Giving Support Grief/Dispair Healing Mental/Emotional Health Pets

An Excerpt from The Widower’s Journey: Appendix III – Support From Pets

When considering what actions widowed men can take in hopes of accelerating their healing, they may only have to reach down to the pet seated beside them. I witnessed the power of pets often during Michelle’s illness, especially during the final hours of her life when her son Jacques carried each of Michelle’s three golden retrievers, one at a time, from his car up to her hospital room. The nursing staff placed a gurney beside Michelle’s bed so her beloved Charlotte, Spencer, and Carolina could lie beside her one last time.

In this appendix, I’ll discuss the positive benefit of pets, and also direct you to resources for pets that are specially trained to provide support and assistance.

My first exposure to the phenomenon of pet therapy was back in the 1990s when my bank duties included leading KeyBank of New York’s annual Neighbors Make a Difference Day. On this day, the bank would close at noon to free up employees to go into the neighborhoods they served and perform community services. One time, bank volunteers took a group of dogs from the local animal shelter to a nearby nursing home. Some dogs were even invited by the seniors to jump up onto their beds. I still remember the looks of joy and comfort on the faces of the seniors when petting and playing with the dogs. Neither the home’s residents nor the dogs wanted the visit to end.

According to the Mayo Clinic, “animal-assisted therapy (AAT) can significantly reduce pain, anxiety, depression, and fatigue in people with a range of health problems including those suffering from a post-traumatic stress disorder.” AAT is the use of trained animals to assist patients in achieving established health objectives and is the first of two therapies grouped under the heading of Pet Therapy. The second is animal-assisted activities, which has a more general purpose, such as what the seniors experienced when the KeyBank volunteers visited them with the dogs.”

The Paws for People website ( adds: “It’s well-known (and scientifically proven) that interaction with a gentle, friendly pet has significant benefits including releasing endorphins that have a calming effect and can diminish overall physical pain. The act of petting produces an automatic relaxation response, reducing the amount of medication some folks need, lifts spirits and lessens depression, encourages communication, lowers anxiety, reduces loneliness” and more.

Widower Mark R. Colgan had this to say about his two Labrador retrievers, Murray and Tucker: “The evening Joanne died my two Labradors proved to be more than companions, they were family members that were grieving the loss of Joanne. As I sat downstairs, reflecting on the day’s shocking events, I heard an unusual cry coming from the bedroom. The bedroom that Joanne had died in earlier in the day. As I peered around the corner of the bedroom door, I saw how the cry was coming from one of our dogs, Murray. He lied on the bed in the spot Joanne had died and was crying in a way that I have never heard a dog cry before. He was mourning.”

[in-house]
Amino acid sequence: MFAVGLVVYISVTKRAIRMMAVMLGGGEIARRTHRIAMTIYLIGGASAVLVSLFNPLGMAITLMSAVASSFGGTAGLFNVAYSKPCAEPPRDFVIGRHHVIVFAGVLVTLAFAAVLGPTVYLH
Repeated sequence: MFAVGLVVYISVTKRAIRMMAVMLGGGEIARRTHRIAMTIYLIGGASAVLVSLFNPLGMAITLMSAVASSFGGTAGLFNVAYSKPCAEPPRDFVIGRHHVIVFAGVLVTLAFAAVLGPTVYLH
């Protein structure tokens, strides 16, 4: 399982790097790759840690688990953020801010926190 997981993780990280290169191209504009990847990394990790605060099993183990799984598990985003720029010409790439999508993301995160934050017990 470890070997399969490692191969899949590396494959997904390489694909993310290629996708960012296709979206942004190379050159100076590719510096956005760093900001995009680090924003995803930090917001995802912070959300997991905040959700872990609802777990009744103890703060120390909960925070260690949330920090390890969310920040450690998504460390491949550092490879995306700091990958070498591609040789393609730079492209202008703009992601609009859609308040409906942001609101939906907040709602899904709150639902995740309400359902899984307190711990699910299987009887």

But it’s not only dogs that provide us support and solace. Some widowers are more the cat-lover type, and similar benefits have been attributed to cats and other pets.

Professor Carr notes that pets serve another important purpose: they give widowers a schedule and routine. For many widowers, especially those who are retired, days can feel long and empty. Some widowers struggle to get out of bed. However, a dog eager for a walk or a cat meowing for her morning kibble force us to get out of bed, face the day and set up routines that can be a healthy and important source of structure.

To read more… see page 187 of The Widower’s Journey. Available to all Members of WSN-MO at 15% discount. (

Widower Awareness

Widowers – Forced to Live in the Shadows


By Herb Knoll, Author: The Widower’s Journey

When asked, few people can name even one man who has been widowed.  But given a few moments for additional consideration, many are likely to say, “Oh wait a minute, I do know one.  He lives down the street or works with me at my office.” When I presented this same question to a friend of mine, he failed to recall how his own father was widowed. I find this stunning.

Few Americans can name more than one U.S. president who was widowed, yet over one-third of the Presidents of the United States have experienced the loss of a spouse (sixteen in total).  This lack of awareness of the mere existence of widowers among us validates how they seemingly live in the shadows of society and our communities.

Want more proof?  Americans love movies – yet few can recall how actor Mel Gibson practically built his action-hero career on exacting vengeance from being a widower—not exactly a healthy way to deal with loss. He did it in the Middle Ages in Braveheart, during the Revolutionary War in The Patriot, and as a cop in Lethal Weapon, including 3 sequels.